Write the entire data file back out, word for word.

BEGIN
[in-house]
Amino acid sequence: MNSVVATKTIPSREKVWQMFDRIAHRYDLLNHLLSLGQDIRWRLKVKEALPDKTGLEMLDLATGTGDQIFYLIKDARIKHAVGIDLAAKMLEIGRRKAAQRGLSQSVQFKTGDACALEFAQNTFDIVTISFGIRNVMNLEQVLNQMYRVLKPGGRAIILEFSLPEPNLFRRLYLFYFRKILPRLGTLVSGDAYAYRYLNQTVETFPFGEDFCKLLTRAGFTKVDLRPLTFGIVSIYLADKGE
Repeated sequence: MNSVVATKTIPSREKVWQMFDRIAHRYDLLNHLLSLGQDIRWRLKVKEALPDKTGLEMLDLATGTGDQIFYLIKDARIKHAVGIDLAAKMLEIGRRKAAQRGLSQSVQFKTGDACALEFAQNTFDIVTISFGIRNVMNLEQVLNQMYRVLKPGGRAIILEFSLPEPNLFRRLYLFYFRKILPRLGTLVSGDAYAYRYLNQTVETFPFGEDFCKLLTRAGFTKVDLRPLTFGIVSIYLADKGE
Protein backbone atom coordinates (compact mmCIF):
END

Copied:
[in-house]
Amino acid sequence: MNSVVATKTIPSREKVWQMFDRIAHRYDLLNHLLSLGQDIRWRLKVKEALPDKTGLEMLDLATGTGDQIFYLIKDARIKHAVGIDLAAKMLEIGRRKAAQRGLSQSVQFKTGDACALEFAQNTFDIVTISFGIRNVMNLEQVLNQMYRVLKPGGRAIILEFSLPEPNLFRRLYLFYFRKILPRLGTLVSGDAYAYRYLNQTVETFPFGEDFCKLLTRAGFTKVDLRPLTFGIVSIYLADKGE
Repeated sequence: MNSVVATKTIPSREKVWQMFDRIAHRYDLLNHLLSLGQDIRWRLKVKEALPDKTGLEMLDLATGTGDQIFYLIKDARIKHAVGIDLAAKMLEIGRRKAAQRGLSQSVQFKTGDACALEFAQNTFDIVTISFGIRNVMNLEQVLNQMYRVLKPGGRAIILEFSLPEPNLFRRLYLFYFRKILPRLGTLVSGDAYAYRYLNQTVETFPFGEDFCKLLTRAGFTKVDLRPLTFGIVSIYLADKGE
Protein backbone atom coordinates (compact mmCIF):